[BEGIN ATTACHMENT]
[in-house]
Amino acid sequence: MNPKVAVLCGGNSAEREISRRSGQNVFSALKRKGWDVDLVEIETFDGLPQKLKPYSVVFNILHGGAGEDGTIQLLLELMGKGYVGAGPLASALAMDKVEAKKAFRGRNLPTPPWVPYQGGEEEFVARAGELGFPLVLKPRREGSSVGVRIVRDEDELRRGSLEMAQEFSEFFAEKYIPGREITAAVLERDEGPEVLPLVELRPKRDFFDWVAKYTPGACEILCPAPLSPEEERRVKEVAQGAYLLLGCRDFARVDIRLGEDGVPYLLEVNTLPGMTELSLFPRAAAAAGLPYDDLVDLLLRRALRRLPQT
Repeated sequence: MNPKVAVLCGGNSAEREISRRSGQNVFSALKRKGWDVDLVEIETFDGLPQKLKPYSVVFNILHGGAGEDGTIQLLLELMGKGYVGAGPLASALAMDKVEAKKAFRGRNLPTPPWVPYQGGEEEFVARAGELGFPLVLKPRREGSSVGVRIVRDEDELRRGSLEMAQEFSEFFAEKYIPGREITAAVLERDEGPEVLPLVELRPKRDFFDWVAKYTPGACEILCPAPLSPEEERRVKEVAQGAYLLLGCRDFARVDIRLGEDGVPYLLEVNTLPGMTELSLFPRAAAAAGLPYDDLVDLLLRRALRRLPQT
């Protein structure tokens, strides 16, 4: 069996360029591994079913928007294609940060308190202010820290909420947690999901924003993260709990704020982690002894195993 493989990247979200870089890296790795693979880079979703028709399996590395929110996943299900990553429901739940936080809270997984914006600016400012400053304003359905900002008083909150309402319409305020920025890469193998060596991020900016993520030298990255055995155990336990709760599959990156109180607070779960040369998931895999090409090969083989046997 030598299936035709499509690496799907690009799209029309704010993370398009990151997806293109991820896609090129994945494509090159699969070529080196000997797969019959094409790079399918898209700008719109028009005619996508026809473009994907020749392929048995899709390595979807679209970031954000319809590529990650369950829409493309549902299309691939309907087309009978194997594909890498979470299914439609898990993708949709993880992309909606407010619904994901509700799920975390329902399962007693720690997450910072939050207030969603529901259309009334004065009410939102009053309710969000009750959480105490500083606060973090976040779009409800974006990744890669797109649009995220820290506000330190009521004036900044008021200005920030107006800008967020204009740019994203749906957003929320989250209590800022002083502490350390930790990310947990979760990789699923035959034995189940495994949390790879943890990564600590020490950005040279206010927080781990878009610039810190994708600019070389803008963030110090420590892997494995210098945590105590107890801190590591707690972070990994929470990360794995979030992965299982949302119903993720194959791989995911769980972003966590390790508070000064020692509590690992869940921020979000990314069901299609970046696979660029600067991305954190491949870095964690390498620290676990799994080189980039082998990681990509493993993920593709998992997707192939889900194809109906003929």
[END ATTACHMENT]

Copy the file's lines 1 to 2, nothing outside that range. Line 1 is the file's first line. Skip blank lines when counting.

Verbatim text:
[in-house]
Amino acid sequence: MNPKVAVLCGGNSAEREISRRSGQNVFSALKRKGWDVDLVEIETFDGLPQKLKPYSVVFNILHGGAGEDGTIQLLLELMGKGYVGAGPLASALAMDKVEAKKAFRGRNLPTPPWVPYQGGEEEFVARAGELGFPLVLKPRREGSSVGVRIVRDEDELRRGSLEMAQEFSEFFAEKYIPGREITAAVLERDEGPEVLPLVELRPKRDFFDWVAKYTPGACEILCPAPLSPEEERRVKEVAQGAYLLLGCRDFARVDIRLGEDGVPYLLEVNTLPGMTELSLFPRAAAAAGLPYDDLVDLLLRRALRRLPQT